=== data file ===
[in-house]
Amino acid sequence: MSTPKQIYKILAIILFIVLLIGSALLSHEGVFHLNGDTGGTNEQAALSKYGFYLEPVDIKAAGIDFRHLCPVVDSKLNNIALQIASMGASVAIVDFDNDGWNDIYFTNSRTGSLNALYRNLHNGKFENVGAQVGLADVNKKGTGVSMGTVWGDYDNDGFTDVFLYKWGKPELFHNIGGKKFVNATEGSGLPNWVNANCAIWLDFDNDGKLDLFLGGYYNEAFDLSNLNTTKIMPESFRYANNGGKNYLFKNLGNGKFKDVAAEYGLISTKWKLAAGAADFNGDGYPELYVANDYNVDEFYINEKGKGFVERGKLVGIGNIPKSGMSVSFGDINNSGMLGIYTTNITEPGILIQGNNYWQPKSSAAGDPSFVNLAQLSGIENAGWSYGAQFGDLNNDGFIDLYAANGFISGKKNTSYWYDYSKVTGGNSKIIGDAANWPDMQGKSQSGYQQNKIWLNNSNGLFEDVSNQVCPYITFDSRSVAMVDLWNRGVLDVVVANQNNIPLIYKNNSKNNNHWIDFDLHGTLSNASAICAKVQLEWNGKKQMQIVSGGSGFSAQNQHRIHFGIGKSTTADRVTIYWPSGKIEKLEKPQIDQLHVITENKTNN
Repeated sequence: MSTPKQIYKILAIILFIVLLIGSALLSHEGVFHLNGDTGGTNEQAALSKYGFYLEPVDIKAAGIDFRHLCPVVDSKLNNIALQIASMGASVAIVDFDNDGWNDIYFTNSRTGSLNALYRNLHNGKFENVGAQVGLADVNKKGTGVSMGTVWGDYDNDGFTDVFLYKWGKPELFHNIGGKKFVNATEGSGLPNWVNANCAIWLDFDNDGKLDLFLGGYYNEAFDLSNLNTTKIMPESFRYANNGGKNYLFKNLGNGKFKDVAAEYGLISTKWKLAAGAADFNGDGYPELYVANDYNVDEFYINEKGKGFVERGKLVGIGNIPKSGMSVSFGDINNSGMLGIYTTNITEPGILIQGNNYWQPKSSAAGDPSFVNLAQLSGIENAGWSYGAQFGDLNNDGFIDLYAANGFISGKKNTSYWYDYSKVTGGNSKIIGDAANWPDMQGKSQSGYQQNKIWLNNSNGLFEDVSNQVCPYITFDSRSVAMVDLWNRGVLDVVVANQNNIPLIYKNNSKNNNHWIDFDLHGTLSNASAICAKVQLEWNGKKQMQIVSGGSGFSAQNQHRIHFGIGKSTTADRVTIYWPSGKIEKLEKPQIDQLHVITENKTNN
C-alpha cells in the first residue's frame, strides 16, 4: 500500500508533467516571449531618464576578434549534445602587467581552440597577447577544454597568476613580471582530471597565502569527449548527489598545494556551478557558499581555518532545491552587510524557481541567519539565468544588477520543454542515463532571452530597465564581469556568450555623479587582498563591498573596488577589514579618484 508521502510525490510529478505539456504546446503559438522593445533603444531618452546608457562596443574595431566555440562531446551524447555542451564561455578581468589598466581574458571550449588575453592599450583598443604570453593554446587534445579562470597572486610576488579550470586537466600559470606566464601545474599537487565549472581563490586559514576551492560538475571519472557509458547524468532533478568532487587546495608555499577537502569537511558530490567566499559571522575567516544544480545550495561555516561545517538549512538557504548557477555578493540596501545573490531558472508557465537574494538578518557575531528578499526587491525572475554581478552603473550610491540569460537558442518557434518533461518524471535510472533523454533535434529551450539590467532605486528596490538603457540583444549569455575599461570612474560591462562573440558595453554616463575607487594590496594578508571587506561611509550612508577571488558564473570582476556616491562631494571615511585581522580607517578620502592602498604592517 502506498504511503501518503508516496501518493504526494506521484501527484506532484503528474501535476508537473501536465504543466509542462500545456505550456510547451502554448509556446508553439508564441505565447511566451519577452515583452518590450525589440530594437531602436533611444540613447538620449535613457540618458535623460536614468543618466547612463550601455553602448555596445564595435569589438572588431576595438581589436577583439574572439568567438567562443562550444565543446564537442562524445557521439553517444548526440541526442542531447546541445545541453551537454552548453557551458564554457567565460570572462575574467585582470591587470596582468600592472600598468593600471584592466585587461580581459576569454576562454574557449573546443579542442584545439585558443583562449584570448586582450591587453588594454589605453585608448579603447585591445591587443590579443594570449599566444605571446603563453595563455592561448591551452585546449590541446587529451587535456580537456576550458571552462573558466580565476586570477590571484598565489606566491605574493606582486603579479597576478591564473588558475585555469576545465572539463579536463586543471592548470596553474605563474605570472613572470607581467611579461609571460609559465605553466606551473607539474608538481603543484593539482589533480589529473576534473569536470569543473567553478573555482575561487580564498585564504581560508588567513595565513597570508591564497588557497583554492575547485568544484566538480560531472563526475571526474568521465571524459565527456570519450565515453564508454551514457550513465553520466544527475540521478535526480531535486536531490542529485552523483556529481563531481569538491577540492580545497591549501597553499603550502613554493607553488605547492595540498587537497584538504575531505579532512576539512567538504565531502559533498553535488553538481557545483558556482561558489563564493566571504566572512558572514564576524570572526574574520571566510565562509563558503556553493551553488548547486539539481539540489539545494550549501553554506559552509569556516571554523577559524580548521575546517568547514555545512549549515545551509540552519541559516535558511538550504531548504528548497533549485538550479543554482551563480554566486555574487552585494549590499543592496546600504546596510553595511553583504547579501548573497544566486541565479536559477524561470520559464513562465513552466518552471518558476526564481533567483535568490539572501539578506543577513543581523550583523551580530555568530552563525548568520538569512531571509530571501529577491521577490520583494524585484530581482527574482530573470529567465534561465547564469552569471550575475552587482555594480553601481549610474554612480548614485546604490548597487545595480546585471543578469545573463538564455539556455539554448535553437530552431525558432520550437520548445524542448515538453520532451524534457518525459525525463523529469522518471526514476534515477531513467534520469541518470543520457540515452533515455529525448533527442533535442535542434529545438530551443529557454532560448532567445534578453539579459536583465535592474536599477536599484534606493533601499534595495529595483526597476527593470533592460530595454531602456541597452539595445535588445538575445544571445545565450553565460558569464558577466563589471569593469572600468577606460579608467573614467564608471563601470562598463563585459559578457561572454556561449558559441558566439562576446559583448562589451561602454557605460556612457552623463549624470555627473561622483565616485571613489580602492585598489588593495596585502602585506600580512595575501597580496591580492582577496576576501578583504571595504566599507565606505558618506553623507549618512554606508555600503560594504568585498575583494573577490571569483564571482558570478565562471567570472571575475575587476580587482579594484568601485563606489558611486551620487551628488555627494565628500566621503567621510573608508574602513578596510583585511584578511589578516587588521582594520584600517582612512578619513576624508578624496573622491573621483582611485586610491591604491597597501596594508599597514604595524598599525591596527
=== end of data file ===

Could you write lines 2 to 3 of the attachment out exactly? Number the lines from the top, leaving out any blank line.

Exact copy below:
Amino acid sequence: MSTPKQIYKILAIILFIVLLIGSALLSHEGVFHLNGDTGGTNEQAALSKYGFYLEPVDIKAAGIDFRHLCPVVDSKLNNIALQIASMGASVAIVDFDNDGWNDIYFTNSRTGSLNALYRNLHNGKFENVGAQVGLADVNKKGTGVSMGTVWGDYDNDGFTDVFLYKWGKPELFHNIGGKKFVNATEGSGLPNWVNANCAIWLDFDNDGKLDLFLGGYYNEAFDLSNLNTTKIMPESFRYANNGGKNYLFKNLGNGKFKDVAAEYGLISTKWKLAAGAADFNGDGYPELYVANDYNVDEFYINEKGKGFVERGKLVGIGNIPKSGMSVSFGDINNSGMLGIYTTNITEPGILIQGNNYWQPKSSAAGDPSFVNLAQLSGIENAGWSYGAQFGDLNNDGFIDLYAANGFISGKKNTSYWYDYSKVTGGNSKIIGDAANWPDMQGKSQSGYQQNKIWLNNSNGLFEDVSNQVCPYITFDSRSVAMVDLWNRGVLDVVVANQNNIPLIYKNNSKNNNHWIDFDLHGTLSNASAICAKVQLEWNGKKQMQIVSGGSGFSAQNQHRIHFGIGKSTTADRVTIYWPSGKIEKLEKPQIDQLHVITENKTNN
Repeated sequence: MSTPKQIYKILAIILFIVLLIGSALLSHEGVFHLNGDTGGTNEQAALSKYGFYLEPVDIKAAGIDFRHLCPVVDSKLNNIALQIASMGASVAIVDFDNDGWNDIYFTNSRTGSLNALYRNLHNGKFENVGAQVGLADVNKKGTGVSMGTVWGDYDNDGFTDVFLYKWGKPELFHNIGGKKFVNATEGSGLPNWVNANCAIWLDFDNDGKLDLFLGGYYNEAFDLSNLNTTKIMPESFRYANNGGKNYLFKNLGNGKFKDVAAEYGLISTKWKLAAGAADFNGDGYPELYVANDYNVDEFYINEKGKGFVERGKLVGIGNIPKSGMSVSFGDINNSGMLGIYTTNITEPGILIQGNNYWQPKSSAAGDPSFVNLAQLSGIENAGWSYGAQFGDLNNDGFIDLYAANGFISGKKNTSYWYDYSKVTGGNSKIIGDAANWPDMQGKSQSGYQQNKIWLNNSNGLFEDVSNQVCPYITFDSRSVAMVDLWNRGVLDVVVANQNNIPLIYKNNSKNNNHWIDFDLHGTLSNASAICAKVQLEWNGKKQMQIVSGGSGFSAQNQHRIHFGIGKSTTADRVTIYWPSGKIEKLEKPQIDQLHVITENKTNN